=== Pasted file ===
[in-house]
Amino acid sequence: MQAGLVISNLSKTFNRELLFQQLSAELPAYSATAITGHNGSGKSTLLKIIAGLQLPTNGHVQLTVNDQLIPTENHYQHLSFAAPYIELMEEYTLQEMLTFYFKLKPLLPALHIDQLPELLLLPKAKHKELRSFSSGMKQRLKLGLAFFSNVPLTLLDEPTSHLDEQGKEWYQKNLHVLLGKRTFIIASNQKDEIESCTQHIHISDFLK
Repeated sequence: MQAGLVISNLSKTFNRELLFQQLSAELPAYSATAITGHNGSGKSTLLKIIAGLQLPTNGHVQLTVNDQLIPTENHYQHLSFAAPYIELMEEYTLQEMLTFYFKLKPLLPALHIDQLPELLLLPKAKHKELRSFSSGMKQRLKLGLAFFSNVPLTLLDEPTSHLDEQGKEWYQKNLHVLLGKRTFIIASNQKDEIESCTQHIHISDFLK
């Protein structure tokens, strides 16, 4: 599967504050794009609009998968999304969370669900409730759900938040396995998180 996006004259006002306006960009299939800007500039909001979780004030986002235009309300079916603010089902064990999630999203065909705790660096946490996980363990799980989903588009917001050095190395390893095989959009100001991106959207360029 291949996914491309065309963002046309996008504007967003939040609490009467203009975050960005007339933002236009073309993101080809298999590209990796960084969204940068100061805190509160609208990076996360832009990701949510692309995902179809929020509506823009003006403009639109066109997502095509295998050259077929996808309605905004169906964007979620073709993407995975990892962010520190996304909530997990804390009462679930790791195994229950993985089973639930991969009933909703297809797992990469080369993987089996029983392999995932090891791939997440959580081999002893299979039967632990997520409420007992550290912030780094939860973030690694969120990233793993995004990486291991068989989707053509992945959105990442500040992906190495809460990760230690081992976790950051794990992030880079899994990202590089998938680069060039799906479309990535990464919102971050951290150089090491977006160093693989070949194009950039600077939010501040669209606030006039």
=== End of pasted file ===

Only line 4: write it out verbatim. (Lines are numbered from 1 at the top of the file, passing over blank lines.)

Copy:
């Protein structure tokens, strides 16, 4: 599967504050794009609009998968999304969370669900409730759900938040396995998180 996006004259006002306006960009299939800007500039909001979780004030986002235009309300079916603010089902064990999630999203065909705790660096946490996980363990799980989903588009917001050095190395390893095989959009100001991106959207360029 291949996914491309065309963002046309996008504007967003939040609490009467203009975050960005007339933002236009073309993101080809298999590209990796960084969204940068100061805190509160609208990076996360832009990701949510692309995902179809929020509506823009003006403009639109066109997502095509295998050259077929996808309605905004169906964007979620073709993407995975990892962010520190996304909530997990804390009462679930790791195994229950993985089973639930991969009933909703297809797992990469080369993987089996029983392999995932090891791939997440959580081999002893299979039967632990997520409420007992550290912030780094939860973030690694969120990233793993995004990486291991068989989707053509992945959105990442500040992906190495809460990760230690081992976790950051794990992030880079899994990202590089998938680069060039799906479309990535990464919102971050951290150089090491977006160093693989070949194009950039600077939010501040669209606030006039």